In the two years since I acquired him, my big antique Library Bureau-Makers filing cabinet has been game for pretty much anything I’ve stuffed into his four rumbling drawers. Lately, though, not as game as usual.
Filey, you see, is stuffed — packed front-to-back with papers of somewhat varying necessity.
Those research materials relating to the project I’m currently revising for Dial? Necessary.
My folders full of frequently amusing outtakes from Shark Vs. Train? Necessary.
Original drafts and early critiques of manuscripts written the better part of a decade ago but never sold? And the rejection letters for those manuscripts? Hand me that recycling bin.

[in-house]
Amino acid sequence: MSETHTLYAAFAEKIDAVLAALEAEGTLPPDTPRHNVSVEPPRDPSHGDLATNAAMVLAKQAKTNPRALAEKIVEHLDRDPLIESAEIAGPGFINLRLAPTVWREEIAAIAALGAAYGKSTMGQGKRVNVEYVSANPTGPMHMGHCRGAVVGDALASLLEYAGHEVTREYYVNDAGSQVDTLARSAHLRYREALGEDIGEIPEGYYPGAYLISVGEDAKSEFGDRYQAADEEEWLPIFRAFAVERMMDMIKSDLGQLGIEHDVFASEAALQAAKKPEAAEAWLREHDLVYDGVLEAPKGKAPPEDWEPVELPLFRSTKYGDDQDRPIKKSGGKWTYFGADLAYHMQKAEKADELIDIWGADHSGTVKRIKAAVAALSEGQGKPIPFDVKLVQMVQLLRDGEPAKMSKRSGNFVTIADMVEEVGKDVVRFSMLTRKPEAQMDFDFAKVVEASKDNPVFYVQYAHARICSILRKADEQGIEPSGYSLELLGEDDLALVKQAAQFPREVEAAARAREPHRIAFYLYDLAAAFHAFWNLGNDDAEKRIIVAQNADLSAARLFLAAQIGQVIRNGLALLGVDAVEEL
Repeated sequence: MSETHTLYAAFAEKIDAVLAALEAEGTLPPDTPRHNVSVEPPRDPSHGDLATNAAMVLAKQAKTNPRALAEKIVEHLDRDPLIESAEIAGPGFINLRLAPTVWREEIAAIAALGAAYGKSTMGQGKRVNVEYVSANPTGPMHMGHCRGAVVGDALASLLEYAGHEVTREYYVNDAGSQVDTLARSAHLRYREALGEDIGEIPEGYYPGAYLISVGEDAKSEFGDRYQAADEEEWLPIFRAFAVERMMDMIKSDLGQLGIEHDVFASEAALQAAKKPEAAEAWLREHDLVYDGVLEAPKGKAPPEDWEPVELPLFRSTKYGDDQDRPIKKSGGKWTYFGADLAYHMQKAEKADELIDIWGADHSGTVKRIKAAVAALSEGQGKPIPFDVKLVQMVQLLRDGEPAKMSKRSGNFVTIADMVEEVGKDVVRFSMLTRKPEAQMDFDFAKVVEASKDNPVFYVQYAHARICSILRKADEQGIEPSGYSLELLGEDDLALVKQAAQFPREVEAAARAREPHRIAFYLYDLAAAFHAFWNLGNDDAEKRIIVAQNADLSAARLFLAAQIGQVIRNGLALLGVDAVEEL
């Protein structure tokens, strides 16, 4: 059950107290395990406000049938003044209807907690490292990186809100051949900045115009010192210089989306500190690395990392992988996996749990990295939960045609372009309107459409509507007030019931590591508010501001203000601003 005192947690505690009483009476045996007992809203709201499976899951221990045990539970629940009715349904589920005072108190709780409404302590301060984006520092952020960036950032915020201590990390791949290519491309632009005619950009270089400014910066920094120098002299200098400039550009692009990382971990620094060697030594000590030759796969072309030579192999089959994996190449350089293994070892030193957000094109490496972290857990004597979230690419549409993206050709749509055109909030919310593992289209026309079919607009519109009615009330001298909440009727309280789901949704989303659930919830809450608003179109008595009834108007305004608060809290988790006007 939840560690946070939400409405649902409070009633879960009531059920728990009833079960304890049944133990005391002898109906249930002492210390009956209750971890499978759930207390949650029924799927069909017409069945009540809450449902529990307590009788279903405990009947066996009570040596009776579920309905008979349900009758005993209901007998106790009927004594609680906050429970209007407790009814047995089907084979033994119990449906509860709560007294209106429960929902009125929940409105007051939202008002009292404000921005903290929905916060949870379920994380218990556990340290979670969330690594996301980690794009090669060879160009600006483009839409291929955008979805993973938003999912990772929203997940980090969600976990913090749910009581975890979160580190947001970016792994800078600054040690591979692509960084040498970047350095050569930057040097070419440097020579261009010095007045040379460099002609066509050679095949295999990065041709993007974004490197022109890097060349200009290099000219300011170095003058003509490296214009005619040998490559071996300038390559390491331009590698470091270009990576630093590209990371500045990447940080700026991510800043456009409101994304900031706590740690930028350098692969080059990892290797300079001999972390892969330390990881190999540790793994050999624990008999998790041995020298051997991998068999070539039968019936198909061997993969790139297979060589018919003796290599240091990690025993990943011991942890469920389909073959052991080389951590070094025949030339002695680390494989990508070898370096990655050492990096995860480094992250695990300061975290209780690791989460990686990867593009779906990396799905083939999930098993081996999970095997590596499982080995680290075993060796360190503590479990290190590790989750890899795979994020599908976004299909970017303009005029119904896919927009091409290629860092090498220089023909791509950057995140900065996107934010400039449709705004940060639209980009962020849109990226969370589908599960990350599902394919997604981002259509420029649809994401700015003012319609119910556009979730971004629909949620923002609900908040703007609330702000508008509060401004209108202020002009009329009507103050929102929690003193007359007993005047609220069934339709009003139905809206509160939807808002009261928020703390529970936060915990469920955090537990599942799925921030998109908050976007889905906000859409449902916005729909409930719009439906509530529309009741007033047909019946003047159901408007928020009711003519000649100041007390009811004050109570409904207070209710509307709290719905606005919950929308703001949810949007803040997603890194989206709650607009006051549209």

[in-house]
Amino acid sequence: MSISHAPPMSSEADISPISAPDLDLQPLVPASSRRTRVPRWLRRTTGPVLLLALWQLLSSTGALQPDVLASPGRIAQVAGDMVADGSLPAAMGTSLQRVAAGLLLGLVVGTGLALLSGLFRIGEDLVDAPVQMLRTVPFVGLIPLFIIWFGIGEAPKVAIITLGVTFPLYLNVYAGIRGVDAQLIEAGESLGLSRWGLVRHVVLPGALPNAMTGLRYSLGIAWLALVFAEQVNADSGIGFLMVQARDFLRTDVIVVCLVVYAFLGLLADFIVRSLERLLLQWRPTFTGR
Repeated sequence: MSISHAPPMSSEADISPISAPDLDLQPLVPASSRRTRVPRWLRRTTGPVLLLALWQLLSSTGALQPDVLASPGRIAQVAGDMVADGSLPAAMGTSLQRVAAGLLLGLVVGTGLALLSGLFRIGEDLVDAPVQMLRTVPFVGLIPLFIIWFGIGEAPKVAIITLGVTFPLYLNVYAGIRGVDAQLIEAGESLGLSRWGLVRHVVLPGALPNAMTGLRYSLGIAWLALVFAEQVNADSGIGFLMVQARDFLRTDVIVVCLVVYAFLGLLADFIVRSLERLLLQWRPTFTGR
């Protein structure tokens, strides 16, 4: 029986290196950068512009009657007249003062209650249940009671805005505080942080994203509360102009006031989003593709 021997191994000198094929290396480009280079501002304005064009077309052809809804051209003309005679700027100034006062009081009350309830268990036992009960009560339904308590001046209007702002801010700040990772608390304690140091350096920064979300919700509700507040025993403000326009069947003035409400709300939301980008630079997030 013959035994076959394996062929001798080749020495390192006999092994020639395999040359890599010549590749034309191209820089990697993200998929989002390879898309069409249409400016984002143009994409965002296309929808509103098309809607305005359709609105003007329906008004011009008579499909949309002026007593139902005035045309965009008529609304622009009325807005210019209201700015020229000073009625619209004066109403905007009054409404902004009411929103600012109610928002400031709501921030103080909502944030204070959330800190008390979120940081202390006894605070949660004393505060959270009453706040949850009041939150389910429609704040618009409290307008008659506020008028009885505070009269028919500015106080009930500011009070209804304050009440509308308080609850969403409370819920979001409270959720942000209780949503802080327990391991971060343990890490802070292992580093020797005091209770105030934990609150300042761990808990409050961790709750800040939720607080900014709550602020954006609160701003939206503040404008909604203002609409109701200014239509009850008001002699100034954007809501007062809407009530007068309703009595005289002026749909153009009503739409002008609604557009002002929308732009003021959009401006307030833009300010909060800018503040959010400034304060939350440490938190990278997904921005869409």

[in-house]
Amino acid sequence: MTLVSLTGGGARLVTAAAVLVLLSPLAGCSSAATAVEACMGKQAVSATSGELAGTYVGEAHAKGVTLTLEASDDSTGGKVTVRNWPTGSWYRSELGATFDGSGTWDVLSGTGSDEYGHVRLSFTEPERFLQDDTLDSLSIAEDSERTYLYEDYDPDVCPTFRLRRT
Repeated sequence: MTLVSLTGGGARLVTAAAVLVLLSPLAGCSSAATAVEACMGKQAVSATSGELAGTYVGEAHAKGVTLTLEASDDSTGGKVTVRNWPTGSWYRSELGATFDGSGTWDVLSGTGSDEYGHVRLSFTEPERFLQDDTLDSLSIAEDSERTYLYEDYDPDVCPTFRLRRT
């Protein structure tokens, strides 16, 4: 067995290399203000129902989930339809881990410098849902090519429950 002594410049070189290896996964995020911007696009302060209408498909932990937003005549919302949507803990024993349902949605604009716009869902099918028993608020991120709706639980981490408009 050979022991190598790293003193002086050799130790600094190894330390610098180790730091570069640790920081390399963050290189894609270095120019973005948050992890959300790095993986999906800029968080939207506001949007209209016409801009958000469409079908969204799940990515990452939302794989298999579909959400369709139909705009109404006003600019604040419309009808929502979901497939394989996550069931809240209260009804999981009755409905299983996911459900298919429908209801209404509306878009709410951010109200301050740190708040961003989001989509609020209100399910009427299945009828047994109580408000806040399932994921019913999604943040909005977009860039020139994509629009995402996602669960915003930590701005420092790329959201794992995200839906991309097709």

I’m enjoying encountering some of those old manuscripts, and I’m hanging on to the most-polished drafts of even my lamest efforts — well, the lamest that I’ve found so far, anyway; we’ll see just how much I can stomach.
But I’m enjoying even more the feeling of liberation that comes from parting with all that paper, all that material, all that stuff. And I love the hopeful feeling I get from discarding for good those long-ago-set-aside ideas, the sheer optimism of believing that the words I will come up with tomorrow are better than those I came up with then, the belief that I’ll never need to desperately root through Filey for an old character or plot or detail who can save the day.
I love that what I’m hanging onto will be there not because I’m afraid I’ll need it, but because I choose to remember it.